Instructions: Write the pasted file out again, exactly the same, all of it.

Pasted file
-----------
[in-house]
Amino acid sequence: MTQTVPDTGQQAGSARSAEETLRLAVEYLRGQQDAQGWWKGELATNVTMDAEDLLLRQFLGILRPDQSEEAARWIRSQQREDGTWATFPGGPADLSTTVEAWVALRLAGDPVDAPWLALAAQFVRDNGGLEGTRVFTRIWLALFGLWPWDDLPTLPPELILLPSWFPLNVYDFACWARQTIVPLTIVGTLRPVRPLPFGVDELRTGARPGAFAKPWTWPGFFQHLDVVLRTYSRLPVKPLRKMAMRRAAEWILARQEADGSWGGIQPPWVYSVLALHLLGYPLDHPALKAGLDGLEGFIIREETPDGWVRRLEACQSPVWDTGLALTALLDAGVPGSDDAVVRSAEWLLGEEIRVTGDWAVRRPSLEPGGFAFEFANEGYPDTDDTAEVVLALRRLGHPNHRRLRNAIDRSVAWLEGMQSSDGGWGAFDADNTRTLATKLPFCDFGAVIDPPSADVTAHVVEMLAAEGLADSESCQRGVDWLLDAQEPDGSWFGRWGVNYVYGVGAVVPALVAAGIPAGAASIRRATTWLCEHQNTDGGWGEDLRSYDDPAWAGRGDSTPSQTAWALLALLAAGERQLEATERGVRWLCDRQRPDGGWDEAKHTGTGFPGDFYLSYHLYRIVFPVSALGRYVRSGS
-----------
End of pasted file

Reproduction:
[in-house]
Amino acid sequence: MTQTVPDTGQQAGSARSAEETLRLAVEYLRGQQDAQGWWKGELATNVTMDAEDLLLRQFLGILRPDQSEEAARWIRSQQREDGTWATFPGGPADLSTTVEAWVALRLAGDPVDAPWLALAAQFVRDNGGLEGTRVFTRIWLALFGLWPWDDLPTLPPELILLPSWFPLNVYDFACWARQTIVPLTIVGTLRPVRPLPFGVDELRTGARPGAFAKPWTWPGFFQHLDVVLRTYSRLPVKPLRKMAMRRAAEWILARQEADGSWGGIQPPWVYSVLALHLLGYPLDHPALKAGLDGLEGFIIREETPDGWVRRLEACQSPVWDTGLALTALLDAGVPGSDDAVVRSAEWLLGEEIRVTGDWAVRRPSLEPGGFAFEFANEGYPDTDDTAEVVLALRRLGHPNHRRLRNAIDRSVAWLEGMQSSDGGWGAFDADNTRTLATKLPFCDFGAVIDPPSADVTAHVVEMLAAEGLADSESCQRGVDWLLDAQEPDGSWFGRWGVNYVYGVGAVVPALVAAGIPAGAASIRRATTWLCEHQNTDGGWGEDLRSYDDPAWAGRGDSTPSQTAWALLALLAAGERQLEATERGVRWLCDRQRPDGGWDEAKHTGTGFPGDFYLSYHLYRIVFPVSALGRYVRSGS